Schools teach that an unarmed society is safer
An interesting legal case is playing out in Montana. A 16-year-old honor student, varsity cheerleader and student council member inadvertently brought a deer-hunting rifle onto school property unloaded and secured in the trunk of her car. During the day she realized it was in her trunk in violation of school rules so she voluntarily told school officials she had been hunting that weekend and forgot it was in her trunk.
You would have thought she tried to kill several students as the school rushed to protect the innocent students. The zero-tolerance school expelled her with further punishment to follow. Education officials insisted the gun law had no “wiggle room” – that she must be held to the same standard as someone bringing a firearm onto campus with the intent to commit murder.
First, it was secured unloaded in her trunk; she did not bring it into the school, only the school parking lot. And, actually, the law does have lots of “wiggle room,” but some administrators are phobic about guns, any guns.
This case has people on both sides of the issue “up in arms.” One Montana blog wrote, “The theory that people with malice will be intimidated into good conduct if people without malice are punished in lieu of them is idiocy at its finest.”
This is not about guns or safety. It shows no connection with real gun violence and actually makes schools far less safe. One argument is that “zero tolerance on guns” includes the police except when responding to a call. Otherwise, the police must lock their weapons in the trunk of their police cars. If they want to bring a gun onto a school campus they must call a school administrator at the main office to get permission.
Remember, we are talking about uniform police who are on duty. After the firestorm of protests, the Albuquerque Public Schools were forced to change that policy.
Likewise, in 2008 a communications professor at a Connecticut school sparked controversy by calling the police when a student during a class speech talked about the Second Amendment in speaking about the three dozen people being killed at Virginia Tech University because none of them could shoot back.
The professor called the police because students were “scared and uncomfortable” during the speech. I guess it was really a speech about the First Amendment, eh?
On and on
The list goes on and on. A Colorado high school student on a military drill team was given a 10-day suspension for having a non-functioning drill team rifle in her car in the school parking lot. Many schools and colleges are hostile to the military who are recruiting.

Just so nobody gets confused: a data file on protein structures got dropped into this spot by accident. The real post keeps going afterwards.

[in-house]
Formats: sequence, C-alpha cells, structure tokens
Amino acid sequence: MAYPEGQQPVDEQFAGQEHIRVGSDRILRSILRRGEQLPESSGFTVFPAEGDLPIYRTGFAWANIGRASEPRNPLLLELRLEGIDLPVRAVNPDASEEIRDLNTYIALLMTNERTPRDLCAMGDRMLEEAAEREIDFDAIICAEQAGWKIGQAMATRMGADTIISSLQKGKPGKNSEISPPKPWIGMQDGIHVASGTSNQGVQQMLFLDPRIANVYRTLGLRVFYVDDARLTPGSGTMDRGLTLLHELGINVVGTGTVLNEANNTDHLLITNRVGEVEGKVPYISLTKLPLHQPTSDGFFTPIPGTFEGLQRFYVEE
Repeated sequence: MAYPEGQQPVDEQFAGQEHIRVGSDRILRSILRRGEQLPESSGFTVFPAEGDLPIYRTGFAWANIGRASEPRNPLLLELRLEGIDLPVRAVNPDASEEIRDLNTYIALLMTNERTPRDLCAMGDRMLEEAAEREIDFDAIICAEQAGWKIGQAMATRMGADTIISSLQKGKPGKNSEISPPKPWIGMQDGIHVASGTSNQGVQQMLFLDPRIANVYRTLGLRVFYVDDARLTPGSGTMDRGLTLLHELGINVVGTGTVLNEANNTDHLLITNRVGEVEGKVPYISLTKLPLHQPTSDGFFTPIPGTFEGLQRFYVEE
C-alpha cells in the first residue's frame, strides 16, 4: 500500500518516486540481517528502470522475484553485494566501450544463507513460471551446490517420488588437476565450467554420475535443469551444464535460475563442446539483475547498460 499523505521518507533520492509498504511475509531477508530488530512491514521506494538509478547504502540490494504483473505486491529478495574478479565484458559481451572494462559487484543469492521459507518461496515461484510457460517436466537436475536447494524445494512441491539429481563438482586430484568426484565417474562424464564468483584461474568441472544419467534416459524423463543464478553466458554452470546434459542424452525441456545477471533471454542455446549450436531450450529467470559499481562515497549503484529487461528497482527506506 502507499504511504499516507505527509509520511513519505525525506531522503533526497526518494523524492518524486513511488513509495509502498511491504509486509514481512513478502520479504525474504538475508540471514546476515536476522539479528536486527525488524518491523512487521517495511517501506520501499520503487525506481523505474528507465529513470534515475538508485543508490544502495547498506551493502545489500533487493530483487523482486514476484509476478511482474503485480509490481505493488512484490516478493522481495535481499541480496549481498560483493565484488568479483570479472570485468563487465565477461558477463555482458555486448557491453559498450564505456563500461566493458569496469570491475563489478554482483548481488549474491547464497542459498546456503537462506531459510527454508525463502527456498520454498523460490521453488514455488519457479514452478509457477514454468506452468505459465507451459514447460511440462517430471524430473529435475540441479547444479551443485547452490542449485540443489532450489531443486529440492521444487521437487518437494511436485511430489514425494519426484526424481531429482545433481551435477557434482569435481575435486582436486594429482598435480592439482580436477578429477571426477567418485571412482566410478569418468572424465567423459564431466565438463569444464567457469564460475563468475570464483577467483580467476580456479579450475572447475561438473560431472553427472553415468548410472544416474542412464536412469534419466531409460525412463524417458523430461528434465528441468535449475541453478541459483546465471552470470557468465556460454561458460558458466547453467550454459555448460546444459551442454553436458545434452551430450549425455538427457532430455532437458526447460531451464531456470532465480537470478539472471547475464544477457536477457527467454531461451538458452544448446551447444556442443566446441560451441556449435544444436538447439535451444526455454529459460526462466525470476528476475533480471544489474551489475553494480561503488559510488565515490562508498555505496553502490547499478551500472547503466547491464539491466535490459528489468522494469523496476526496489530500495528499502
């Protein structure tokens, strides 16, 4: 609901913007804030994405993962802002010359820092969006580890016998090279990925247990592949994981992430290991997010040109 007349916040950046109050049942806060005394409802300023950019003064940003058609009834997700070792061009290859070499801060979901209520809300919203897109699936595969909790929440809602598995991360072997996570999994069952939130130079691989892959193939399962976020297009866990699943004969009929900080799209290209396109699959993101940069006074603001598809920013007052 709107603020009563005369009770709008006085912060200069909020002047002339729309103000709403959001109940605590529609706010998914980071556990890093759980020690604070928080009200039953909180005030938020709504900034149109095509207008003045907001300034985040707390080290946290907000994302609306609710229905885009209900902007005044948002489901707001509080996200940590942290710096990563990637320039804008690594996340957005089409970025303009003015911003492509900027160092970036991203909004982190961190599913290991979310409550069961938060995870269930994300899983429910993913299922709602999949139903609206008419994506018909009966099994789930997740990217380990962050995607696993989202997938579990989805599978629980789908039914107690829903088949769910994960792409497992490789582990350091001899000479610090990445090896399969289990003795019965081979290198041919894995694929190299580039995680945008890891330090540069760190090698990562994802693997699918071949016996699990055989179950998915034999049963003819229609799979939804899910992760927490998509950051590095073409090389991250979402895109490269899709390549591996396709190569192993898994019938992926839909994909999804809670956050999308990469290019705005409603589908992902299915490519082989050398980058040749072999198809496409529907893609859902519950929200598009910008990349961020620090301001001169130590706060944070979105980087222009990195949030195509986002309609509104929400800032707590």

George Orwell wrote, “We sleep safe in our beds because rough men stand ready in the night to visit violence on those who would do us harm.” The zero-tolerance policies show an ignorance of what really does make us safe in society. When someone intends murder, a charge of carrying a gun on a school campus is ludicrous at best.
Mexico has some of the most severe gun control laws of any nation and has had almost 30,000 citizens killed in gun violence in the last four years. How is that gun control law working? Only outlaws have guns. Does that make the citizens safer? No.
Now don’t be a donkey and think I am advocating students bringing guns to schools. I completely agree that when students bring weapons to school there is reason for alarm. Rather, I am saying that in the case of someone inadvertently leaving a gun secured in the trunk of their car, it is quite different. In fact, I think that what is in the trunk of a student’s vehicle is like what the student has in their room at home and is constitutionally protected. Again, not to take it out of the trunk.
Attempting to keep uniform officers from bringing weapons onto school property is wrong. Citizens are only safe because the police are trained and prepared to use deadly force. The school’s anti-gun policies are inculcating young minds, giving them the wrong messages about what really does keep them safe… guns in the hands of the police and law-abiding citizens.
P.S. – they did not make permanent the expulsion of the Montana student, and after an emotional meeting Monday they allowed her to return to school. That still leaves the question of the constitutionality of considering a closed and locked vehicle in a parking lot to be different than the constitutional guarantees of a residence. But at least there was a modicum of good thinking.
Or was it that every school leader understood that the school board was set to be swept out of office and then the leadership in the school changed if the student was not quickly reinstated? I believe the community was one bad decision by the school board away from a clean sweep.
Swickard is a weekly columnist for this site. You can reach him at firstname.lastname@example.org.
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